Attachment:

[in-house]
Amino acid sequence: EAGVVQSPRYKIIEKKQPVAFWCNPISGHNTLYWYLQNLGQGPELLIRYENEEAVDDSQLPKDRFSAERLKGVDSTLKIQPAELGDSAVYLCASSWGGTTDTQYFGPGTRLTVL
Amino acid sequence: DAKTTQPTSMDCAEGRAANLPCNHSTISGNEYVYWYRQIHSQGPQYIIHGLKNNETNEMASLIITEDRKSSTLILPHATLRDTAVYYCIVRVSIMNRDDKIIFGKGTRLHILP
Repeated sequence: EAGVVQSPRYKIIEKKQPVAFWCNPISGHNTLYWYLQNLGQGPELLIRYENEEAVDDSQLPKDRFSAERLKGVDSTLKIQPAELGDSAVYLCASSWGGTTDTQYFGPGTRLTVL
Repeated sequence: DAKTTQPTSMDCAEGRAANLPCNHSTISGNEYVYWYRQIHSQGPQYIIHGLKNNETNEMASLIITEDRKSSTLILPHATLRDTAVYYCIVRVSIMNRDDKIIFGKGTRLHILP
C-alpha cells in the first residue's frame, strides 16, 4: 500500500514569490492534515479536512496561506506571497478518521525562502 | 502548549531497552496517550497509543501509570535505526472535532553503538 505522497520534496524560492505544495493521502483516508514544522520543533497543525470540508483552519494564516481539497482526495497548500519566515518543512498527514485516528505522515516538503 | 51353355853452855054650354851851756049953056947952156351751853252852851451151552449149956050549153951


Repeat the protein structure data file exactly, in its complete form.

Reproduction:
[in-house]
Amino acid sequence: EAGVVQSPRYKIIEKKQPVAFWCNPISGHNTLYWYLQNLGQGPELLIRYENEEAVDDSQLPKDRFSAERLKGVDSTLKIQPAELGDSAVYLCASSWGGTTDTQYFGPGTRLTVL
Amino acid sequence: DAKTTQPTSMDCAEGRAANLPCNHSTISGNEYVYWYRQIHSQGPQYIIHGLKNNETNEMASLIITEDRKSSTLILPHATLRDTAVYYCIVRVSIMNRDDKIIFGKGTRLHILP
Repeated sequence: EAGVVQSPRYKIIEKKQPVAFWCNPISGHNTLYWYLQNLGQGPELLIRYENEEAVDDSQLPKDRFSAERLKGVDSTLKIQPAELGDSAVYLCASSWGGTTDTQYFGPGTRLTVL
Repeated sequence: DAKTTQPTSMDCAEGRAANLPCNHSTISGNEYVYWYRQIHSQGPQYIIHGLKNNETNEMASLIITEDRKSSTLILPHATLRDTAVYYCIVRVSIMNRDDKIIFGKGTRLHILP
C-alpha cells in the first residue's frame, strides 16, 4: 500500500514569490492534515479536512496561506506571497478518521525562502 | 502548549531497552496517550497509543501509570535505526472535532553503538 505522497520534496524560492505544495493521502483516508514544522520543533497543525470540508483552519494564516481539497482526495497548500519566515518543512498527514485516528505522515516538503 | 51353355853452855054650354851851756049953056947952156351751853252852851451151552449149956050549153951